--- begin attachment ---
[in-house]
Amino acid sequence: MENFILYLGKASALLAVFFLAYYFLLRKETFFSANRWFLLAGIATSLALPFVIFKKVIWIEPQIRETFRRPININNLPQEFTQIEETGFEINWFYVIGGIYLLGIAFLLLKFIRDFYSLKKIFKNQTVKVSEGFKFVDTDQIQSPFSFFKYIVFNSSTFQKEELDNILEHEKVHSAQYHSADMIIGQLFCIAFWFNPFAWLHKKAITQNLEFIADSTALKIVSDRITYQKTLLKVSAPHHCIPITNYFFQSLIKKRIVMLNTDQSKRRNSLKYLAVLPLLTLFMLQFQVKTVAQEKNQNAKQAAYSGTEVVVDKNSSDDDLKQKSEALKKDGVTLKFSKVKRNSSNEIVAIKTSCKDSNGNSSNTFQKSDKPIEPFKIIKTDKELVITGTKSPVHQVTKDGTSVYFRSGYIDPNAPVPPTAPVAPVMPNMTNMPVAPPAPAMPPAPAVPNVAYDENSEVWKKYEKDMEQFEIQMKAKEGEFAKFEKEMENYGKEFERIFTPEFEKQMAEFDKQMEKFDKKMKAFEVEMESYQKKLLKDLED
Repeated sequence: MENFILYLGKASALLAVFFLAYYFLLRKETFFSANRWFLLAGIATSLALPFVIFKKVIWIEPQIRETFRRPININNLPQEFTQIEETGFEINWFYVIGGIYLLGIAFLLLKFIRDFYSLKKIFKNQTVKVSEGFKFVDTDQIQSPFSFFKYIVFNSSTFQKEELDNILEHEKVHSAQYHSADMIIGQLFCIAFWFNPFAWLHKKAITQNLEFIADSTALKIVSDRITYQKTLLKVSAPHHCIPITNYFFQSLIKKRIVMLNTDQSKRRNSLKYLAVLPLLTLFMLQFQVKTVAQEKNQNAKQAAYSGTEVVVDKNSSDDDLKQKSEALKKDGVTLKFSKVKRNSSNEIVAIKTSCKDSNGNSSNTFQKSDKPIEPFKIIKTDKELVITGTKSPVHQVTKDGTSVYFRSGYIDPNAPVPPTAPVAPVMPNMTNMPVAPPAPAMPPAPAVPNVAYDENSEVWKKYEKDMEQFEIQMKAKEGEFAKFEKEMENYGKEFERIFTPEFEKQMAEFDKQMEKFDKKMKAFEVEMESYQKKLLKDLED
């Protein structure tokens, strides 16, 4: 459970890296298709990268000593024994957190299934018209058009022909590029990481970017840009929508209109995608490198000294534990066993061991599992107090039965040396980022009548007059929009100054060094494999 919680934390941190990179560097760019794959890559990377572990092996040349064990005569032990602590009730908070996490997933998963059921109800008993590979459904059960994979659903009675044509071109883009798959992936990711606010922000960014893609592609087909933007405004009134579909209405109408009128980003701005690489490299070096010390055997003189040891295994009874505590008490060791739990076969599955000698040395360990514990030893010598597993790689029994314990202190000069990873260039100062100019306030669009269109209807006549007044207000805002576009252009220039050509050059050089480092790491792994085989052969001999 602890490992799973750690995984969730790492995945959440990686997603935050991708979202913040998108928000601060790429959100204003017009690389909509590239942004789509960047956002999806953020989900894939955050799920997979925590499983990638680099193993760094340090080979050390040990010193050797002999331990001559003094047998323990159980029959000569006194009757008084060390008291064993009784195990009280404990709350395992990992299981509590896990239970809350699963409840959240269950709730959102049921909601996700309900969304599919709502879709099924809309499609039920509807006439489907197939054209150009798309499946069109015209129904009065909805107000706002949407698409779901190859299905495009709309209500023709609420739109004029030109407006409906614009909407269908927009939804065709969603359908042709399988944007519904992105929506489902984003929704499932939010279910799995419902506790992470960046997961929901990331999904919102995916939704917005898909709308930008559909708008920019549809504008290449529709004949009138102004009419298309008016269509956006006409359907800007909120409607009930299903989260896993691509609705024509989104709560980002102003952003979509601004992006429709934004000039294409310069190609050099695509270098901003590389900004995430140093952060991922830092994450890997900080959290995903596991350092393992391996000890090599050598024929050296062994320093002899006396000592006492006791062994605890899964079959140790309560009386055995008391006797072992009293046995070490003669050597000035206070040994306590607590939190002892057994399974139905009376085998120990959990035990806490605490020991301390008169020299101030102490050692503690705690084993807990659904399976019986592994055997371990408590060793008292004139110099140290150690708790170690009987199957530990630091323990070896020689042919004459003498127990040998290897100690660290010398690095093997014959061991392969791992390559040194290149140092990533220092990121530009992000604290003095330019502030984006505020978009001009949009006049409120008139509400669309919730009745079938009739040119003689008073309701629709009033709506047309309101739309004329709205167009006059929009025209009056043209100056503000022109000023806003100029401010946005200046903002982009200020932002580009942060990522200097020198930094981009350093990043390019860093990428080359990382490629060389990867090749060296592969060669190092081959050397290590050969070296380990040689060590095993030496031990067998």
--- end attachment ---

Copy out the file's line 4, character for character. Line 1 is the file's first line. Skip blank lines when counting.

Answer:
């Protein structure tokens, strides 16, 4: 459970890296298709990268000593024994957190299934018209058009022909590029990481970017840009929508209109995608490198000294534990066993061991599992107090039965040396980022009548007059929009100054060094494999 919680934390941190990179560097760019794959890559990377572990092996040349064990005569032990602590009730908070996490997933998963059921109800008993590979459904059960994979659903009675044509071109883009798959992936990711606010922000960014893609592609087909933007405004009134579909209405109408009128980003701005690489490299070096010390055997003189040891295994009874505590008490060791739990076969599955000698040395360990514990030893010598597993790689029994314990202190000069990873260039100062100019306030669009269109209807006549007044207000805002576009252009220039050509050059050089480092790491792994085989052969001999 602890490992799973750690995984969730790492995945959440990686997603935050991708979202913040998108928000601060790429959100204003017009690389909509590239942004789509960047956002999806953020989900894939955050799920997979925590499983990638680099193993760094340090080979050390040990010193050797002999331990001559003094047998323990159980029959000569006194009757008084060390008291064993009784195990009280404990709350395992990992299981509590896990239970809350699963409840959240269950709730959102049921909601996700309900969304599919709502879709099924809309499609039920509807006439489907197939054209150009798309499946069109015209129904009065909805107000706002949407698409779901190859299905495009709309209500023709609420739109004029030109407006409906614009909407269908927009939804065709969603359908042709399988944007519904992105929506489902984003929704499932939010279910799995419902506790992470960046997961929901990331999904919102995916939704917005898909709308930008559909708008920019549809504008290449529709004949009138102004009419298309008016269509956006006409359907800007909120409607009930299903989260896993691509609705024509989104709560980002102003952003979509601004992006429709934004000039294409310069190609050099695509270098901003590389900004995430140093952060991922830092994450890997900080959290995903596991350092393992391996000890090599050598024929050296062994320093002899006396000592006492006791062994605890899964079959140790309560009386055995008391006797072992009293046995070490003669050597000035206070040994306590607590939190002892057994399974139905009376085998120990959990035990806490605490020991301390008169020299101030102490050692503690705690084993807990659904399976019986592994055997371990408590060793008292004139110099140290150690708790170690009987199957530990630091323990070896020689042919004459003498127990040998290897100690660290010398690095093997014959061991392969791992390559040194290149140092990533220092990121530009992000604290003095330019502030984006505020978009001009949009006049409120008139509400669309919730009745079938009739040119003689008073309701629709009033709506047309309101739309004329709205167009006059929009025209009056043209100056503000022109000023806003100029401010946005200046903002982009200020932002580009942060990522200097020198930094981009350093990043390019860093990428080359990382490629060389990867090749060296592969060669190092081959050397290590050969070296380990040689060590095993030496031990067998």